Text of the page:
Linda Ervine sits with her arms folded and smiles.We are delighted to sit down this week with Irish language rights activist, and Cairde Turas Irish language project leader Linda Ervine to discuss origins of Irish place-names, current Stormont talks, benefits of bilingualism, and changing mindsets. You can follow Linda on Twitter here. You can visit Cairde Turas website here. Linda Ervine is a language rights activist from East Belfast. She is a speaker and supporter of the Irish language and is the project leader of the “Turas” Irish language project which “aims to connect people from Protestant communities to their own history with the Irish language”. Turas is operated through the East Belfast Mission of the Methodist Church in Ireland. Ervine has gained some media attention because of her coming from a Protestant Unionist background and supporting an Irish Language Act (a position generally regarded as unconventional).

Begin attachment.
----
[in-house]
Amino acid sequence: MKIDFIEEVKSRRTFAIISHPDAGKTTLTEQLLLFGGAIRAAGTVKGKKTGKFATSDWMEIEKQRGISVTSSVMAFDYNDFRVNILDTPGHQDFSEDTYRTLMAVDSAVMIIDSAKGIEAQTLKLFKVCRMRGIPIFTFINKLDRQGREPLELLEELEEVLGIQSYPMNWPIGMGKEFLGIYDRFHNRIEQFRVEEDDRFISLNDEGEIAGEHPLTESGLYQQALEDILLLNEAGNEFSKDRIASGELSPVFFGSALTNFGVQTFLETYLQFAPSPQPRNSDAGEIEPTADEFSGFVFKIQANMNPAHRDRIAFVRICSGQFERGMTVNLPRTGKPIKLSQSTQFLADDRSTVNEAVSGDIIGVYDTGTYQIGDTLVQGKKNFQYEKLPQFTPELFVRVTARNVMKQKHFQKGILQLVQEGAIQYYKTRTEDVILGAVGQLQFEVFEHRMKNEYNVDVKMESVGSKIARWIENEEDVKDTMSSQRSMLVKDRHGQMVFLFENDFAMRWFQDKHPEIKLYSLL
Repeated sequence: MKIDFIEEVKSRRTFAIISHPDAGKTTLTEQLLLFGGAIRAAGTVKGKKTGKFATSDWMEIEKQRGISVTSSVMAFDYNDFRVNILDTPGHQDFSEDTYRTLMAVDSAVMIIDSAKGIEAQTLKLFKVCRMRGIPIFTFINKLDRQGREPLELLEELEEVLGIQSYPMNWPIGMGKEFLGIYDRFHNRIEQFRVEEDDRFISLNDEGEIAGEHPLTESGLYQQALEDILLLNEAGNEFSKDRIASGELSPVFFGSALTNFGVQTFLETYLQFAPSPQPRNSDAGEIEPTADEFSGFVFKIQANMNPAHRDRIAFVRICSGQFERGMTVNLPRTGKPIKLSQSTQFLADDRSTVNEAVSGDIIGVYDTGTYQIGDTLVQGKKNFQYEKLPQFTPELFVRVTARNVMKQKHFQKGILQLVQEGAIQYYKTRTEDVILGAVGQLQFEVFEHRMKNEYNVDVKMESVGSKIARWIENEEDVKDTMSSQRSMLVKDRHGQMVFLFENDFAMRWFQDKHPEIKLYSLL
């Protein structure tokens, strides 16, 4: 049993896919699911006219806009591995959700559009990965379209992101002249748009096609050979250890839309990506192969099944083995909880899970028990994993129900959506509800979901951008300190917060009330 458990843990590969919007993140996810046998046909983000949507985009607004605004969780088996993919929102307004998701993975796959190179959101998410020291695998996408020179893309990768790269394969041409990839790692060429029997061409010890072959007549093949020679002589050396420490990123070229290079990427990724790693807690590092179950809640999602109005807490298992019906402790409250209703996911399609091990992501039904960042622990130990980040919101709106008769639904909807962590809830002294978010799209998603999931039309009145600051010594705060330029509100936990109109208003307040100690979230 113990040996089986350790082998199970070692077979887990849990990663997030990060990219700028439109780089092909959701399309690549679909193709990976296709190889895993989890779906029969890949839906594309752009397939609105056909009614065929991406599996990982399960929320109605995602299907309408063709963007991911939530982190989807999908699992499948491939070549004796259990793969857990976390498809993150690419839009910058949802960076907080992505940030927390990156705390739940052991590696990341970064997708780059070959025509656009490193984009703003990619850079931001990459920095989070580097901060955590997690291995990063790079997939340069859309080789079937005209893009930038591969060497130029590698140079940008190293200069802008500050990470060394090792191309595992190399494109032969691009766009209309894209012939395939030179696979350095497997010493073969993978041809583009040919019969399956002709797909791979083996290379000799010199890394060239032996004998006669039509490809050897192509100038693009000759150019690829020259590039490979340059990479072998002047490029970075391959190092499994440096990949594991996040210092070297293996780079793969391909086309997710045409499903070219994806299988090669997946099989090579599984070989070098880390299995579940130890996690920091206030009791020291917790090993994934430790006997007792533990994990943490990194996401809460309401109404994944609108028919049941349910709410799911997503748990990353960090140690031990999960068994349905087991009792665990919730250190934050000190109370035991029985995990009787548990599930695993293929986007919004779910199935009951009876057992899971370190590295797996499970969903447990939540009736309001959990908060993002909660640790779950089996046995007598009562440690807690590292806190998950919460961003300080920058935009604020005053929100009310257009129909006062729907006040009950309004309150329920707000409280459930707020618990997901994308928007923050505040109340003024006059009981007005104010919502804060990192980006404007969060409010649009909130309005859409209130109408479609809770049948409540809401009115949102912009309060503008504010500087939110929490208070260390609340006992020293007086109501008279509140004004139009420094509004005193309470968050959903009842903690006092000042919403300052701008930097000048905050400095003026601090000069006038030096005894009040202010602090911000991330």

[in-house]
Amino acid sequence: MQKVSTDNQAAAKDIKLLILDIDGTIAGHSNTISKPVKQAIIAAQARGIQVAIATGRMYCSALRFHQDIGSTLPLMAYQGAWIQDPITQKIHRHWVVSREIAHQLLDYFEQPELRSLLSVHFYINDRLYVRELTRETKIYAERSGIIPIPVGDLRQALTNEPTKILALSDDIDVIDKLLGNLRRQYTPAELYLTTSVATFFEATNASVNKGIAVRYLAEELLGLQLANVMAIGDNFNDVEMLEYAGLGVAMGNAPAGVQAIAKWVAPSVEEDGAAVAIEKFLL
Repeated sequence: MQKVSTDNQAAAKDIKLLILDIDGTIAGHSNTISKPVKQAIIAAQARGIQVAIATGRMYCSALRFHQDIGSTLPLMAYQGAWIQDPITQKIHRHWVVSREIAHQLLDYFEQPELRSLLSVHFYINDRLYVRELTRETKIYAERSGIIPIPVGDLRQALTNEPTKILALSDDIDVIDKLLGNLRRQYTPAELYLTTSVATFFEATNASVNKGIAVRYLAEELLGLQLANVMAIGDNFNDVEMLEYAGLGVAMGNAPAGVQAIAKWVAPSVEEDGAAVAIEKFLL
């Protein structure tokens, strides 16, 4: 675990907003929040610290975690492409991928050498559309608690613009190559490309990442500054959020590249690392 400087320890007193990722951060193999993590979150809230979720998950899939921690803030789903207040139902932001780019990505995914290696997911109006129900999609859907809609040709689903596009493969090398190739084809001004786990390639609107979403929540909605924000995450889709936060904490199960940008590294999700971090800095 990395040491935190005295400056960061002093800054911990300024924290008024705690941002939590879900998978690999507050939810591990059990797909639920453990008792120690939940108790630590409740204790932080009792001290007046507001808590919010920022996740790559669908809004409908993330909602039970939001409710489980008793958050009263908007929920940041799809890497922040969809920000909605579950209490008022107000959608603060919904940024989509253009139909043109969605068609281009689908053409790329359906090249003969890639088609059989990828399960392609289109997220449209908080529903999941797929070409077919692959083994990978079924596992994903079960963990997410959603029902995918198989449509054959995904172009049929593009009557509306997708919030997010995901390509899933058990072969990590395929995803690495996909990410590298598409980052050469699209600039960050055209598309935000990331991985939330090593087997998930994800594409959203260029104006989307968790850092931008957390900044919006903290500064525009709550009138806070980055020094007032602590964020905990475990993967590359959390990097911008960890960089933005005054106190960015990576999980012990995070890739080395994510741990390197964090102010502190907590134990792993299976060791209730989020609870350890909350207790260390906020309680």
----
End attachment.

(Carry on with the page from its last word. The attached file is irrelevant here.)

Ervine began her involvement with language issues through a six-week introduction to Gaeilge’ with the East Belfast Mission (a community development organisation founded in 1985) and Short Strand cross community women’s group. She then joined a beginners class at An Droichead on the Ormeau Road. From November 2011 onwards she set up her own beginners class in Newtownards Road which became the Turas Irish-Language Project. She stresses the Protestant history of association with the Gaelic language and the Presbyterian communities of the Hebrides today (in Northern Ireland some unionists tend to associate the language exclusively with Irish republicanism).

Ervine has urged politicians from the Ulster Unionist Party and the Democratic Unionist Party (as well as the Orange Order) not to view the Gaelic language and culture as exclusively the domain of republicanism. In December 2014, along with Alasdair Morrison; a member of the Scottish Assembly for 1999-2007, standing for British Labour Party; she visited Stormont urging “fair treatment and respect for the Irish language.”




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